The Different Topologies of a Phishing Attack
Phishing continues to be a serious threat to both individuals and enterprises. Every year, millions of new phishing URLs are identified and distributed by various threat intelligence vendors with the intent to thwart attack campaigns. However, thwarting the attacks can be quite challenging because phishing threats are not homogeneous in nature. Malicious actors use several different phishing attack topologies to execute their campaigns – each of which require a different approach to detect and mitigate the threat.
Phishing attack topologies are primarily architected in the following three ways:
Domain-Based. The malicious actor sets up their own domain and website to launch their attack. In this case, the actor registers the domain, deploys a web server, and then hosts the web page or pages needed to carry out the phishing attack.
Compromise-Based. The malicious actor may compromise an existing legitimate website and insert a phishing page within the website without the site owner’s knowledge.
Unmonitored Sites-Based. Sites that allow user content to be hosted or uploaded can also serve as a place for phishing pages to be hosted. For example, cloud storage, blogging sites, web application hosting sites, etc., are often used to carry out phishing attacks.
Each one of these phishing attack topologies require a different approach for mitigation. For example, phishing attacks that are hosted on an infrastructure controlled by the malicious actor are relatively easy to block at the domain name level. DNS filtering or next-gen firewalls that ingest threat intelligence for filtering purposes are the best approach to mitigate this type of phishing attack.
However, when you apply this same tactic to phishing attacks delivered via compromising a legitimate site, the drawback is that you have to take down the entire website rather than just the phishing page or pages. And while that may not be seriously problematic for smaller, less popular sites, it can have serious repercussions for the larger, and more popular domains. Effectively blocking this type of phishing attack, requires using URL level filtering. This can be a challenge if the phishing page is using SSL encryption, as the URL the victim clicked on may not be visible without an SSL decryption proxy implemented by the defender.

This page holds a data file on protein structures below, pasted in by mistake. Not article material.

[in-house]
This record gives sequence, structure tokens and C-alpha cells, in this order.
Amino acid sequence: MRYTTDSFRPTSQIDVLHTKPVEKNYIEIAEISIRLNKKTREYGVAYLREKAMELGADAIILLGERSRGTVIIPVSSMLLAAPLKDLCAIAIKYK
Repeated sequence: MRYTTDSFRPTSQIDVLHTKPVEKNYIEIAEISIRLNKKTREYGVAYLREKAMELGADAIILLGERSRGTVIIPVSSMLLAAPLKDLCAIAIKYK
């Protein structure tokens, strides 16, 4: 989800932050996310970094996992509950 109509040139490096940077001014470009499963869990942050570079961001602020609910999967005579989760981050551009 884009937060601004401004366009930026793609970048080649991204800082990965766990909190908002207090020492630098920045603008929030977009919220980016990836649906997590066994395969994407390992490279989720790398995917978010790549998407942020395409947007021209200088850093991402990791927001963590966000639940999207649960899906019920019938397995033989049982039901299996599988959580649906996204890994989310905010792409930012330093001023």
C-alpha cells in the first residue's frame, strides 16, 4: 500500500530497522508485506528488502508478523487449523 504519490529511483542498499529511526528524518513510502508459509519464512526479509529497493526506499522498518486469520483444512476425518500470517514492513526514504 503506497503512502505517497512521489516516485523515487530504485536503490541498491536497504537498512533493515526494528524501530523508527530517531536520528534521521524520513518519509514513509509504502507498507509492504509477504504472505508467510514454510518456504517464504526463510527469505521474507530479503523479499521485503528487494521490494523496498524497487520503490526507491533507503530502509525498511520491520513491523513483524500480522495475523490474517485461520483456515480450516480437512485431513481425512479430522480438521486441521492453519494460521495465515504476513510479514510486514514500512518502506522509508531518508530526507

Similar to an attack which compromises a legitimate site, phishing threats hosted within user-driven, shared content sites are also difficult to block. In this case, URL filtering is also required, and that is subject to the same visibility restrictions regarding SSL encrypted web traffic as in the preceding scenario.
Given the visibility restrictions with URL filtering, what are the other options to defend against the second and third types of phishing attack topologies? The most effective form of defense is to filter the URLs in the delivery path – links in an email, links embedded in text messages, and/or links embedded in forums and blog posts. Filtering in the delivery path allows service providers to see the links, without having to intercept an encrypted HTTPS conversation between the user’s browser and the target website. In other words, this filters out the phishing links before they can be clicked on in the first place. The effectiveness of delivery path filtering is dependent upon the quality of the URL threat intelligence feed that the provider uses to filter the traffic.
Detection across these three different phishing attack topologies requires a threat intelligence vendor that tailors their detection capabilities for each scenario. The same techniques that can ferret out malicious domains owned by the attacker will not have the same level of effectiveness if the attacker is using legitimate websites to host their phishing pages. Essentially, there are different signals to consider for each type of attack. Understanding how your threat intelligence vendor detects threats, which types of threats they detect, and what visibility they have is an important consideration.